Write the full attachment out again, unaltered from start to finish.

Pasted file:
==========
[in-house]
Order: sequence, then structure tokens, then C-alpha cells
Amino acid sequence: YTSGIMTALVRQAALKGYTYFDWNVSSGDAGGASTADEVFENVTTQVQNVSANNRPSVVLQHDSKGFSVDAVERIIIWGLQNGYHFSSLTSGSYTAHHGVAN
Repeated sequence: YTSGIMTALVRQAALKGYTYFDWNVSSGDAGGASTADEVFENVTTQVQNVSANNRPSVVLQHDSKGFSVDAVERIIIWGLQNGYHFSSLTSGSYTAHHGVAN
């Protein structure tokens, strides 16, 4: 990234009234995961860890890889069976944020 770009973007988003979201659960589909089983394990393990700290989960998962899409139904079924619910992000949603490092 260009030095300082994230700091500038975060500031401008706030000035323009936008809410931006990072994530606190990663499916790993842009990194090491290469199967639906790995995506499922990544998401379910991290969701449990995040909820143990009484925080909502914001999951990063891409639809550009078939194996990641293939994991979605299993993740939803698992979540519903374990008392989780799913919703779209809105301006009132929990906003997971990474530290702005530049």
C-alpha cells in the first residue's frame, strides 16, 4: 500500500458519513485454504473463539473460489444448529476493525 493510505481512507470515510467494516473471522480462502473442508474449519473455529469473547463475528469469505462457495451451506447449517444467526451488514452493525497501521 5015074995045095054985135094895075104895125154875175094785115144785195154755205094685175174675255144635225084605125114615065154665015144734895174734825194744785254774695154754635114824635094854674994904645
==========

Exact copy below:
[in-house]
Order: sequence, then structure tokens, then C-alpha cells
Amino acid sequence: YTSGIMTALVRQAALKGYTYFDWNVSSGDAGGASTADEVFENVTTQVQNVSANNRPSVVLQHDSKGFSVDAVERIIIWGLQNGYHFSSLTSGSYTAHHGVAN
Repeated sequence: YTSGIMTALVRQAALKGYTYFDWNVSSGDAGGASTADEVFENVTTQVQNVSANNRPSVVLQHDSKGFSVDAVERIIIWGLQNGYHFSSLTSGSYTAHHGVAN
């Protein structure tokens, strides 16, 4: 990234009234995961860890890889069976944020 770009973007988003979201659960589909089983394990393990700290989960998962899409139904079924619910992000949603490092 260009030095300082994230700091500038975060500031401008706030000035323009936008809410931006990072994530606190990663499916790993842009990194090491290469199967639906790995995506499922990544998401379910991290969701449990995040909820143990009484925080909502914001999951990063891409639809550009078939194996990641293939994991979605299993993740939803698992979540519903374990008392989780799913919703779209809105301006009132929990906003997971990474530290702005530049």
C-alpha cells in the first residue's frame, strides 16, 4: 500500500458519513485454504473463539473460489444448529476493525 493510505481512507470515510467494516473471522480462502473442508474449519473455529469473547463475528469469505462457495451451506447449517444467526451488514452493525497501521 5015074995045095054985135094895075104895125154875175094785115144785195154755205094685175174675255144635225084605125114615065154665015144734895174734825194744785254774695154754635114824635094854674994904645